You may recall an earlier blog post discussing colon cancer, the second leading cause of death due to cancer and the third most commonly diagnosed cancer among men and women in the United States according to the CDC.
Until recently, health experts assumed most cases of colon cancer were confined to patients over age 50. However, a report discussed at the annual Gastrointestinal Cancer Symposium predicted the incidence of colon cancer will rise dramatically among 20-34-year-olds (90 percent) and to a lesser degree among 35-49-year-olds (28 percent) by 2030.
These predictions about the sharp rise in colon cancer among younger adults are especially alarming considering how avoidable this disease really is. Following these simple steps will help reduce your risk of colon cancer and many other diseases, too.
Beat the obesity bug
The plague of obesity in America—more than a third of adults are obese—contributes to scores of health problems (stroke, heart disease, type 2 diabetes and various forms of cancers including colon cancer).
Fortunately, there are many ways to beat the obesity bug, and it doesn’t take as much time and effort on your part to make that happen.
For example, the results of a preliminary study of colon cancer patients released last summer found that eating fish less than twice a week or exercising less than an hour a week more than doubled their risks of a recurrence.
Imagine how beneficial doing those two small things alone would be for you?
Get enough calcium and vitamin D
There is good evidence that taking enough calcium and vitamin D (two of the eight supplements you need to take for your good health) can help to protect you against colon cancer. Be sure to take enough of a dose of calcium (1,000-1,200 mg) and vitamin D (1,000 IU) every day.
Cut down on red/processed meats
The link between red and processed meats and the elevated risk of colon cancer is strong, possibly due to a link with a common gene variant affecting about a third of all adults, according to a 2013 study.
The good news: Based on that same study, researchers identified another genetic variant that may lower people’s risk of colon cancer when they eat more fiber, fruit and vegetables.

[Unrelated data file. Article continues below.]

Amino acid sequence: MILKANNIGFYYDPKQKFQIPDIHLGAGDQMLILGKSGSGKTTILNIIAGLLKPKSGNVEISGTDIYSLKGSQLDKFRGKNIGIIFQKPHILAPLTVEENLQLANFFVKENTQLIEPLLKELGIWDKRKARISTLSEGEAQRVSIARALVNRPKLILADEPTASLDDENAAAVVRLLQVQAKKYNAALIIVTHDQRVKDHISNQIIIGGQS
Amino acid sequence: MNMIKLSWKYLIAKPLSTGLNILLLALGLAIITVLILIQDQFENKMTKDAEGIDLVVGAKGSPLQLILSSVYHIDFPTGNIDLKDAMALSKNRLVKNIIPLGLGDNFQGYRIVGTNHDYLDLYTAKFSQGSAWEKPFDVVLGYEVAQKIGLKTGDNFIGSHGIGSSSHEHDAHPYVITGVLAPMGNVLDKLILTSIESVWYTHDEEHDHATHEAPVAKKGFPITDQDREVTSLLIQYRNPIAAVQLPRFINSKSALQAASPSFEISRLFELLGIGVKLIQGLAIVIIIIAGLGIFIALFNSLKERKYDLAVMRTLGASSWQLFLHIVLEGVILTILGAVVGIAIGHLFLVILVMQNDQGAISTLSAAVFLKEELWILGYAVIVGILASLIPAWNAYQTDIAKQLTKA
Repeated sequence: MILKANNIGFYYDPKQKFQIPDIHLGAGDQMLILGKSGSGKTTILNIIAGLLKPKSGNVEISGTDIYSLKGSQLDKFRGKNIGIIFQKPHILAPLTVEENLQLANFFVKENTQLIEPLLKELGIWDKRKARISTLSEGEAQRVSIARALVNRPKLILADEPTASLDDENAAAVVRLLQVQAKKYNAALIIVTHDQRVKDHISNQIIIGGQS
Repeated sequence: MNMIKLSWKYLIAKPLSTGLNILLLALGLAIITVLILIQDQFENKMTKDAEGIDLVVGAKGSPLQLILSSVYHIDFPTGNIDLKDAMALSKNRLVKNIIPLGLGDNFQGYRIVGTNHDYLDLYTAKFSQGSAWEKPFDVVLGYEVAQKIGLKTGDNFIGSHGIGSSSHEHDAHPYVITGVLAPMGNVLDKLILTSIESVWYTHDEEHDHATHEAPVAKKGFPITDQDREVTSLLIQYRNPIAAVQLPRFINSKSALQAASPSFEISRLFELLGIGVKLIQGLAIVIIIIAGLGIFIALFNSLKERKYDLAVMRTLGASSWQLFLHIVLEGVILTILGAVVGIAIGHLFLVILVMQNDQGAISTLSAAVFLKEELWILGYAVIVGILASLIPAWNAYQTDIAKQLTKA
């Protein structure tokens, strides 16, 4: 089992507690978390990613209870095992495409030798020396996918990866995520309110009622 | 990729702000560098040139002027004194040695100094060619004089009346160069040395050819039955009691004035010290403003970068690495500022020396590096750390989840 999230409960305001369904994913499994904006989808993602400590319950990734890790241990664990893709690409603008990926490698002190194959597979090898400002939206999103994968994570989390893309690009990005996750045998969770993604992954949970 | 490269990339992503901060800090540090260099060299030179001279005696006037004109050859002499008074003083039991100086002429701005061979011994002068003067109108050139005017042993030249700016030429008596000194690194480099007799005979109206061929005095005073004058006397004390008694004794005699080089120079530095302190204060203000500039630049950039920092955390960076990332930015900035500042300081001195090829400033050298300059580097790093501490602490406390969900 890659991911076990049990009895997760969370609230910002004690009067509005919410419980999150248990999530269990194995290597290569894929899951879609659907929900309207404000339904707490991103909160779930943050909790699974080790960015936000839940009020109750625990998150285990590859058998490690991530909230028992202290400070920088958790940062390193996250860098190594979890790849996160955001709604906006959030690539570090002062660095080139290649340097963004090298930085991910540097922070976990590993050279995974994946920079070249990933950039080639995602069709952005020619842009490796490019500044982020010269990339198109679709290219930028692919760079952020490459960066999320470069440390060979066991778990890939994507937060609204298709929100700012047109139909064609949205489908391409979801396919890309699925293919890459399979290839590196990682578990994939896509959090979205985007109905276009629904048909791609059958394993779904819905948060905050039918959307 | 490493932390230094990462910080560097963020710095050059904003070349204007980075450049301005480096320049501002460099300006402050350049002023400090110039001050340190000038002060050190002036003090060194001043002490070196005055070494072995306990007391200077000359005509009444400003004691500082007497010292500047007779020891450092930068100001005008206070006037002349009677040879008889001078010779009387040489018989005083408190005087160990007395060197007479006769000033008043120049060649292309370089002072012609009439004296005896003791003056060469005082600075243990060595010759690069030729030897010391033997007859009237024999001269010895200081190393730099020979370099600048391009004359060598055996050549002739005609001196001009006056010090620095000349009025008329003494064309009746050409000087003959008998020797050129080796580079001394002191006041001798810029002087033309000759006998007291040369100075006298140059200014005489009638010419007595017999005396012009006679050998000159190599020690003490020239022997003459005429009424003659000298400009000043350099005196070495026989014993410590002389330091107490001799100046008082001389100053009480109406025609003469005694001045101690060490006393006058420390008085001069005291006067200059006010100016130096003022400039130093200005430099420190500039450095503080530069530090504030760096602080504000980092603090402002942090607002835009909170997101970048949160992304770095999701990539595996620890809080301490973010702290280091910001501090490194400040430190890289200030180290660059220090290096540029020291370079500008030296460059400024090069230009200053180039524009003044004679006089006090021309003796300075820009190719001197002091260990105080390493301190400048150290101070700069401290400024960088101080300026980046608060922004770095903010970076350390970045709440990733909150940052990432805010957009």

For a safe baseline on eating red meat, the American Institute for Cancer Research recommends a limit of 18 ounces (cooked) per week.
Limit those lifestyle factors
When discussing how to prevent cancers, many experts lean heavily on cutting out smoking altogether and drinking alcoholic beverages to a minimum for good reason.
For colon cancer, research has pointed to changing the way nutrients are metabolized as one solid reason to reduce your consumption of alcohol, according to the American Cancer Society.
As far as the risk of smoking tobacco elevating one’s colon cancer risks, many studies have connected the dots between the two (a 2009 study cited as much as a 60 percent increase of colon cancer due to smoking).
However, the U.S. Surgeon General’s office was reluctant to make that conclusion until the most recent report released in January, spanning a half-century and 31 reports.
“Amazingly, smoking is even worse than we knew. Even after 50 years, we’re still finding new ways that smoking maims and kills people,” CDC Director Thomas Hayden told USA Today.
Take a probiotic
A 2013 study published in the Journal of the National Cancer Institute cited a serious cause of colon cancer: Microbial imbalances in intestinal bacteria. In fact, colon cancer patients were more likely to be depleted of some beneficial bacteria and have more “bad” bacteria linked to gut inflammation than healthy patients.
Another factor in microbial imbalances in your gut: Taking antibiotics over the long term that eliminates the good and bad bacteria in your gut indiscriminately.
The good news: Taking a multi-species probiotic like EndoMune Advanced Probiotic and EndoMune Advanced Junior (for kids) can give your immune system a much-needed boost by increasing the diversity of beneficial gut bacteria, thus protecting your health from colon cancer.